Hudsonv.Ky. Unemployment Ins. Comm'n

Commonwealth of Kentucky Court of AppealsJul 20, 2012
NO. 2011-CA-000585-MR (Ky. Ct. App. Jul. 20, 2012)

NO. 2011-CA-000585-MR



BRIEF FOR APPELLANT: Stephen S. Frockt Prospect, Kentucky BRIEF FOR APPELLEE: Amy F. Howard Kentucky Unemployment Insurance Commission Frankfort, Kentucky




ACTION NO. 10-CI-002378



BEFORE: CLAYTON, STUMBO, AND TAYLOR, JUDGES. CLAYTON, JUDGE: Kirk A. Hudson appeals from an opinion and order of the Jefferson Circuit Court affirming the Kentucky Unemployment Insurance Commission's (hereinafter "KUIC" or "Commission") denial of unemployment benefits. Upon review, we affirm.


Federal Express Corporation (hereinafter "Federal Express") employed Hudson full-time as a swing courier from March 20, 2005, until his discharge from employment on September 16, 2009. The incident that led to his discharge occurred on September 10, 2009. On that day, while making a scheduled delivery at a residence, Hudson parked the delivery vehicle on an incline. After he exited the vehicle and was making the delivery on the front porch of the residence, the vehicle rolled backward, hitting a tree and a fence before stopping.

According to the record, Hudson explained that he had parked the vehicle, pulled the emergency brake about one-third (1/3) of the way up, took the keys out of the ignition, and put them in his pocket. Federal Express, however, after an investigation, concluded that Hudson was at fault because he had not properly parked the vehicle, which it assumed was the cause of the accident. He was terminated on September 16, 2009.

Following his discharge, Hudson applied for unemployment insurance benefits. On October 22, 2009, the division of unemployment insurance issued its notice of determination and denied benefits. The division's opinion held that Hudson violated Federal Express's policy or rule and that his actions were in willful disregard of the employer's business interests.

Hudson appealed. A referee hearing was held on December 17, 2009, and the referee set aside the division's determination. The referee determined that Hudson had followed Federal Express's protocol and that the vehicle malfunctioned, which caused the accident.

Next, Federal Express appealed the decision to KUIC. On March 24, 2010, the Commission reversed the referee's decision and noted that both parties agreed that setting the emergency brake one-third (1/3) of the way is unacceptable and that the emergency brake should have been fully set. The Commission gave no reason for its reversal of the referee's opinion but simply commented "that the claimant was discharged from the employment for reasons of misconduct connected with the work[.]" Further, KUIC ordered that Hudson pay back his previously received benefits, which ultimately were valued at $8,301.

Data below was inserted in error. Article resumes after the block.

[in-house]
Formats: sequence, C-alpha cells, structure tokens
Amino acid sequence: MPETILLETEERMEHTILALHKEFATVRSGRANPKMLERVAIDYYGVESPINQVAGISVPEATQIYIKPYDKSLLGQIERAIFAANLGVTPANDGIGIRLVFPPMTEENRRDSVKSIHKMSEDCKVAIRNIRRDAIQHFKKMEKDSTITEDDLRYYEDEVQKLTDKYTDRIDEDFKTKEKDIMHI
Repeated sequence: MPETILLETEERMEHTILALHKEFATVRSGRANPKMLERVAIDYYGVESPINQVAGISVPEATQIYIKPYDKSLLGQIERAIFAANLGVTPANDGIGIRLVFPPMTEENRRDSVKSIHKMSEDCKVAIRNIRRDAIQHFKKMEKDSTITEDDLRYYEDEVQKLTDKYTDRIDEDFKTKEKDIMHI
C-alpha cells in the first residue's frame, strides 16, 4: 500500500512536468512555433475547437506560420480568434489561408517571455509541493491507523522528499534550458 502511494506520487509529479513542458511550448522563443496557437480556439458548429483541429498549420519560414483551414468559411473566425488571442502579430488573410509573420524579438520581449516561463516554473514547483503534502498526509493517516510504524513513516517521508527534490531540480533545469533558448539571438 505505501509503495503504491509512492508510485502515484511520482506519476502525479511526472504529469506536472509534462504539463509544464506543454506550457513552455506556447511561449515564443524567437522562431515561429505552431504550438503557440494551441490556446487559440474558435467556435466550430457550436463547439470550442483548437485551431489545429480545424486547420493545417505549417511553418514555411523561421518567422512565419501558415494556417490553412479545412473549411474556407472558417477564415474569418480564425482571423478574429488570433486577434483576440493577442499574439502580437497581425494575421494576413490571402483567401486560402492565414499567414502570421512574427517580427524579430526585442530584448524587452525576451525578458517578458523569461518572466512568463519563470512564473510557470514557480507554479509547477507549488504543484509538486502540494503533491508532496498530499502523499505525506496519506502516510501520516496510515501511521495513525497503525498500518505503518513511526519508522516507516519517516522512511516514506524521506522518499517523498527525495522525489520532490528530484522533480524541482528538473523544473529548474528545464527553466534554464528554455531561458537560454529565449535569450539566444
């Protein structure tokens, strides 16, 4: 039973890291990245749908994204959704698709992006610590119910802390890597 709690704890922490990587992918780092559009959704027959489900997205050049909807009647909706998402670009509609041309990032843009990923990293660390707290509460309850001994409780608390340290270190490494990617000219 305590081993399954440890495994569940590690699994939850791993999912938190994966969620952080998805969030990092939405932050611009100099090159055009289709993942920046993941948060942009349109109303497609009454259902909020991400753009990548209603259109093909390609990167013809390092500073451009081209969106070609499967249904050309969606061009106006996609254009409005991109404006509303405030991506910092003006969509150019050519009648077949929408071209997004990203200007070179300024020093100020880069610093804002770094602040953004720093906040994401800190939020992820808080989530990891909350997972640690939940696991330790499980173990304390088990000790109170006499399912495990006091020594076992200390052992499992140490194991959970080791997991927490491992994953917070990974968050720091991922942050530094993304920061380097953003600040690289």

Then, on April 7, 2010, Hudson appealed the KUIC decision to the Jefferson Circuit Court. Besides his claims for unemployment insurance benefits, he brought additional claims against Federal Express. Later, these claims were severed and moved to federal district court. Nonetheless, Jefferson Circuit Court kept its jurisdiction of the unemployment insurance benefit claim, and on February 24, 2011, affirmed the decision of the KUIC denying the unemployment insurance benefits. Hudson now appeals from this order.


When we review an administrative agency's adjudicatory decision, our authority is somewhat limited. See American Beauty Homes Corp. v. Louisville and Jefferson County Planning and Zoning Comm'n, 379 S.W.2d 450 (Ky. 1964). In general, "an administrative agency's findings of fact are reviewed for clear error, and its conclusions of law are reviewed de novo." Hutchison v. Kentucky Unemployment Ins. Commission, 329 S.W.3d 353, 356 (Ky. App. 2010).

The role of the circuit court is to review the administrative decision, not to reinterpret or reconsider the merits of the claim. Kentucky Unemployment Ins. Comm'n v. King, 657 S.W.2d 250, 251 (Ky. App. 1983). When the circuit court's decision is appealed to our Court "[o]ur task is to determine whether or not the circuit court's findings upholding the [administrative decision] are clearly erroneous. CR [Kentucky Rules of Civil Procedure] 52.01." Jones v. Cabinet for Human Res., Div. for Licensure and Regulations, 710 S.W.2d 862, 866 (Ky. App. 1986).

Thus, at this level of review, Hudson must demonstrate that the trial court was clearly erroneous in finding that the Commission's decision was supported by substantial evidence. A decision is clearly erroneous when it is "unsupported by substantial evidence." Danville-Boyle County Planning and Zoning Comm'n v. Prall, 840 S.W.2d 205, 208 (Ky. 1992). And, substantial evidence is evidence "that has sufficient probative value to induce conviction in the minds of reasonable people." Thompson v. Kentucky Unemployment Ins. Comm'n, 85 S.W.3d 621, 624 (Ky. App. 2002). Therefore, we keep in mind that we are a court of review and not of reinterpretation. Still, we are mindful that conclusions of law are reviewed de novo. Hutchison, 329 S.W.3d at 356.


Hudson presents two major arguments to support the rationale that the trial court's decision should be reversed. The first argument involves a due process claim, and the second argument states that the trial court incorrectly determined that substantial evidence existed to support the Commission's finding. We will begin our analysis by addressing the due process argument.

Hudson claims that his due process rights were violated by Federal Express's inclusion of arguments supporting its position in the notice of appeal to KUIC without providing him a copy of the notice. On January 6, 2010, Federal Express filed its notice of appeal regarding the referee's decision about Hudson's unemployment benefits. Besides informing the Commission about the appeal, it also included written arguments for reversal. Hudson, however, was never provided a copy of the notice of appeal and, thus, a copy of the arguments. Consequently, he maintains that his due process rights were violated.